To gain preliminary evidence as to whether autoimmunity could represent a limiting factor for using hTERT RNA-transfected DCs in immunotherapy trials, we tested whether the hTERT-specific CTLs are not only capable of killing tumor targets but also of recognizing antigens expressed by normal tissues. In these experiments, we used a similar experimental setup as described previously (17). hTERT RNA-transfected DCs were used to stimulate CTLs, which were then analyzed for their ability to specifically kill hTERT-expressing tumor targets as well as DC targets transfected with normal tissue RNA extracted from dermal tissues, bone marrow, adrenal gland, or normal kidney (Fig. 4,C). Similarly to the experiments shown in Fig. 4, A and B, the hTERT-specific CTLs were capable of lysing their cognate targets (hTERT RNA-transfected DCs) and also tumor targets in the form of renal tumor RNA-transfected DCs, albeit less efficiently, whereas no cytolysis of normal tissue targets was observed. In conclusion, these experiments demonstrate that hTERT RNA-transfected DCs are effective to stimulate antigen-specific T-cell responses in vitro. The hTERT-specific CTLs were capable of lysing tumor targets and did not cross-react with antigens expressed by benign tissues, suggesting that vaccine-induced autoimmunity may not be a serious issue with this approach.
Specific Killing of hTERT-Expressing Targets by hTERT/LAMP-1-specific CTLs.
We next analyzed whether hTERT/LAMP-1 RNA-transfected DCs are as effective as hTERT RNA-transfected DCs in stimulating antigen-specific and functionally active CTLs in vitro. Both hTERT RNA- and hTERT/LAMP-1 RNA-transfected DCs were generated from the PBMCs of an HLA-A0201+ patient and used to stimulate CTLs from PBMCs. After two restimulation cycles, effector cells were analyzed in cytolytic assays. As shown in Fig. 5, both the hTERT and the hTERT/LAMP-1-specific CTLs were equally effective in recognizing and lysing hTERT RNA-transfected DCs, whereas control targets in the form of GFP RNA-transfected autologous DCs or allogeneic DCs were not lysed. Interestingly, antibody blocking experiments reproducibly revealed that a considerable portion of the lytic activity of hTERT/LAMP-1-specific CTLs could be inhibited by anti-HLA class II (DP, DQ, and DR) antibody (Fig. 5 B, right panel), which may indicate that not only class I-restricted CTLs but also CD4+ T cells with cytotoxic activity (8, 18) were generated using hTERT/LAMP-1 RNA-transfected DCs. In addition, no lysis of allogeneic DC targets was observed, suggesting that lysis of hTERT RNA-transfected DC targets was MHC class II restricted and mediated by the granzyme/perforin pathway rather than by unspecific Fas/Fas ligand- or tumor necrosis factor-related apoptosis-inducing ligand-mediated killing.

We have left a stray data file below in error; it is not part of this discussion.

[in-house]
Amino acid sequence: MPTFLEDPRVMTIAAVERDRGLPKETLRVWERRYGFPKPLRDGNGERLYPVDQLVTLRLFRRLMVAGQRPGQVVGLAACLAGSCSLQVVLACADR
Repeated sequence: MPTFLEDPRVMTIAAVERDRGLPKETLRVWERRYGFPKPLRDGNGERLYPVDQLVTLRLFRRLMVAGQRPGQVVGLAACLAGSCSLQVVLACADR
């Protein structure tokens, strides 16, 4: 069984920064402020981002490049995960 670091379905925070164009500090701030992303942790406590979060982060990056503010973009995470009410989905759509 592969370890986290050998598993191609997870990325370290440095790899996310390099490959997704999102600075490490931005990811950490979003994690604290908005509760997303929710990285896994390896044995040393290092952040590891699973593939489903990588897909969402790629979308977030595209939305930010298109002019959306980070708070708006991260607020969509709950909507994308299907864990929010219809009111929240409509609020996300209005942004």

In summary, these experiments demonstrate that hTERT and hTERT/LAMP-1-transfected DCs are equally effective to stimulate CTLs in vitro that are capable of lysing hTERT-expressing cellular targets. Also, hTERT-specific CD4+ T cells may contribute to the antigen-specific recognition and killing of target cells in vitro.
DCs Transfected with hTERT/LAMP-1 RNA Improve CD4+ T-Cell Proliferation.
The main objective of generating the chimeric hTERT/LAMP-1 construct was to route hTERT gene products into the class II presentation pathway, thereby eliciting an enhanced CD4+ T-helper response. Improved CD4+ T-cell induction was indirectly suggested by the pronounced blocking of the cytolytic activity of hTERT/LAMP-1-specific CTLs by anti-HLA class II antibodies, indicative for the presence of cytolytic CD4+ T cells (see Fig. 4,B). As a more direct measure for MHC class II presentation, we next used standard proliferation assays to determine and compare the antigen-specific proliferation of CD4+ T cells generated by stimulation with hTERT RNA- or hTERT/LAMP-1 RNA-transfected DCs. PBMCs were stimulated once using DCs transfected with the modified (hTERT/LAMP) and unmodified (hTERT) RNA. CD4+ T cells were then isolated via magnetic bead separation and analyzed in standard proliferation assays. As shown in Fig. 6 A, hTERT/LAMP-1 RNA-loaded DCs were reproducibly superior in stimulating CD4+ T-cell proliferation than unmodified hTERT mRNA-loaded DCs, whereas DCs transfected with GFP RNA demonstrated only background levels of CD4+ T-cell proliferation.
To provide a second line of evidence on LAMP-induced CD4+ T-cell stimulatory capacity, we measured the efficacy of hTERT and hTERT/LAMP-1 RNA-transfected DCs to expand memory T cells using flow cytometric detection of the Th1-type cytokine IFN-γ and the Th2-type cytokine IL-4 secreted by activated CD4+ T cells. Similar to the previous experiments, T cells were stimulated from PBMCs using hTERT RNA and hTERT-LAMP-1-RNA-transfected DCs. Stimulated CD4+ T cells were then isolated by magnetic bead separation and analyzed by flow cytometry for secretion of intracellular IFN-γ and IL-4. As shown in Fig. 6 B, hTERT/LAMP-1 RNA-loaded DCs consistently stimulated higher frequencies of IFN-γ but not of IL-4 (0.5–1.2%; data not shown)-secreting CD4+ T cells than hTERT RNA-transfected DCs, regardless of whether passive pulsing with “naked” RNA (left panels) or lipofection (right panels) was used for DC transfection.
The results outlined in Fig. 6 suggest that, as hypothesized, hTERT transcripts containing the endosomal/lysosomal targeting sequence of LAMP are, in fact, superior to unmodified hTERT RNA in stimulating hTERT-specific CD4+ T-cell responses in vitro.
The overall goal of this study was to develop a DC-based vaccination strategy designed for the concomitant induction of hTERT-specific CD8+ and CD4+ T-cell responses, both of which are considered critical components for potent and durable immune responses. We show that both hTERT RNA- and hTERT/LAMP-1 RNA-transfected DCs are remarkably effective in priming hTERT-specific CTLs in vitro that were capable of recognizing and lysing tumor targets. As hypothesized, DCs transfected with hTERT/LAMP-1 RNA stimulated: (a) significantly higher hTERT-specific CD4+ T-cell proliferation; and (b) stimulated 50% higher numbers of IFN-γ-secreting CD4+ T helper cells than DCs transfected with unmodified hTERT RNA, thereby potentially augmenting the cytotoxic T-cell response against hTERT-expressing targets.